UN Observers under Kofi Annan and General Robert Mood’s command are witness to a crime that now Secretary General Ban Ki-moon has taken note of: “This appalling and brutal crime involving indiscriminate and disproportionate use of force is a flagrant violation of international law and of the commitments of the Syrian Government to cease the use of heavy weapons in population centres and violence in all its forms,” according to a statement issued on behalf of both UNSG Ban Ki-moon and the Joint Special Envoy of the UN and the League of Arab States for Syria, Kofi Annan. “Those responsible for perpetrating this crime must be held to account.”
The killings, over 90 civilians, including 32 children, and the wounding of hundreds more in Houla village near Homs. Observers from the UN Supervision Mission in Syria (UNSMIS) confirmed the killing after having viewed the bodies in Houla and they also confirmed from an examination of ordnance that artillery and tank shells were fired at a residential neighborhood.
Grave violations of international humanitarian law cannot be amnestied. Also, the UN has in the more recent past sought to develop a code of conduct that would distance “mediators/negotiators” from being acquiescent in such crimes. Nonetheless, General Robert Mood, the head of UNSMIS, issued a statement, while confirming the killings seemed to seek room to continue the Mission and engage in negotiations involving the Assad regime: “The circumstances that led to these tragic killings are still unclear. This indiscriminate and disproportionate use of force is unacceptable and unforgiveable. The killing of innocent children and civilians needs to stop.” Read our Blog for Film – “Kofi Annan Srebrenica Lessons to Syria”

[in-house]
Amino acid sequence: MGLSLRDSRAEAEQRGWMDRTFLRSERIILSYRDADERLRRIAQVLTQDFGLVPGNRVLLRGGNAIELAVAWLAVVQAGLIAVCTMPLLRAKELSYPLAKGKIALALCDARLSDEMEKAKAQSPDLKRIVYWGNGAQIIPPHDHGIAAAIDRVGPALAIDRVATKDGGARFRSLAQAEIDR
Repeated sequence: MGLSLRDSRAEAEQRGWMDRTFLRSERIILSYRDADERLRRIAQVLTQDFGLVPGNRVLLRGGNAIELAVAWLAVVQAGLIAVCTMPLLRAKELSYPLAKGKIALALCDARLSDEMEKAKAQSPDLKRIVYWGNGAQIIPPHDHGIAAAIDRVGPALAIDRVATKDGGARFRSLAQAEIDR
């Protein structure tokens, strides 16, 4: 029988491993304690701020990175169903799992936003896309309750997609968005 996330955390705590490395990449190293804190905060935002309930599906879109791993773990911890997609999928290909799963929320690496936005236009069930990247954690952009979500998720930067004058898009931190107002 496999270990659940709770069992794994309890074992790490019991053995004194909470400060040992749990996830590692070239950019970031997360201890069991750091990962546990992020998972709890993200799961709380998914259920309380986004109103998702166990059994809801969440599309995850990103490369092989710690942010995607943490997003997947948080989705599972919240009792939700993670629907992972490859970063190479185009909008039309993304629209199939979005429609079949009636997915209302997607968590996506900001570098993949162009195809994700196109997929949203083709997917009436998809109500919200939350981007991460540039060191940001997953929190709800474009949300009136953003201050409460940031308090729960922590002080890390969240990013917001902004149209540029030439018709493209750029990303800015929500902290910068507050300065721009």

A broad swathe of genocide/ethnic cleansing committed in Bosnia & Herzegovina (more than 200,000 killed and almost half the citizens forced to flee) did not keep the mediators from seeking out the perpetrators for negotiations, then Srebrenica happened (another 8,000 murdered in cold blood). The Dayton Accords were promoted as an end to genocidal conflict but the maps and political/ideological division of BiH were also defined by the fruits of such genocide. Are we to expect a similar reversion in Syria? Two decades after the conflict and genocide in BiH started, the framework and institutions of international justice have been advanced, significantly presumably as consequence of the crimes committed and lessons learned. However, the rule of law depends on states individually and collectively acting according to the principles and not merely dealing out lip service. It is conspicuous that the UN Security Council has not referred Syria to the International Criminal Court. (Of the big powers, only the UK has been more inclined while France maybe coming around after Sarkozy). See our Blog for Film – “UN Human Rights Chief Leads Syria Confrontation”. The reluctance from Moscow to Washington to Beijing is both a shared strategic antipathy toward the ICC and only employing it as an extended political mechanism. In Syria, the big powers by and large will rhetorically condemn but still will embrace a political settlement that the Assad Regime accepts regardless of the innocent lives sacrificed and the crimes committed – the lessons of Srebrenica and Bosnia never learned. Read our Blog for Film -
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